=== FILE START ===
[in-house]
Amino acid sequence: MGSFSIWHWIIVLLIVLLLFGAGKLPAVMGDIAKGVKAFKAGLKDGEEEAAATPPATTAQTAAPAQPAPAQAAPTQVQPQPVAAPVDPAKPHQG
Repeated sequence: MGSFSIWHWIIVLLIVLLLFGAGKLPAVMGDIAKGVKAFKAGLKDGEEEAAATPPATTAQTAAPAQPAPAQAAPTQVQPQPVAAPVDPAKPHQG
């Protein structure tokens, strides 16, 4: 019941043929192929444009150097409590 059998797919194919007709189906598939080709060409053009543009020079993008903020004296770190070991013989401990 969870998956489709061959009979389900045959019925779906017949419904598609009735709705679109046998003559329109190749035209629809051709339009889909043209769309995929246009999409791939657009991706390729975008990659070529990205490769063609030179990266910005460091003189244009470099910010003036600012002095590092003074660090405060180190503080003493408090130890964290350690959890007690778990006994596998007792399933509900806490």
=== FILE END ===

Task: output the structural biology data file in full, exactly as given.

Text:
[in-house]
Amino acid sequence: MGSFSIWHWIIVLLIVLLLFGAGKLPAVMGDIAKGVKAFKAGLKDGEEEAAATPPATTAQTAAPAQPAPAQAAPTQVQPQPVAAPVDPAKPHQG
Repeated sequence: MGSFSIWHWIIVLLIVLLLFGAGKLPAVMGDIAKGVKAFKAGLKDGEEEAAATPPATTAQTAAPAQPAPAQAAPTQVQPQPVAAPVDPAKPHQG
């Protein structure tokens, strides 16, 4: 019941043929192929444009150097409590 059998797919194919007709189906598939080709060409053009543009020079993008903020004296770190070991013989401990 969870998956489709061959009979389900045959019925779906017949419904598609009735709705679109046998003559329109190749035209629809051709339009889909043209769309995929246009999409791939657009991706390729975008990659070529990205490769063609030179990266910005460091003189244009470099910010003036600012002095590092003074660090405060180190503080003493408090130890964290350690959890007690778990006994596998007792399933509900806490």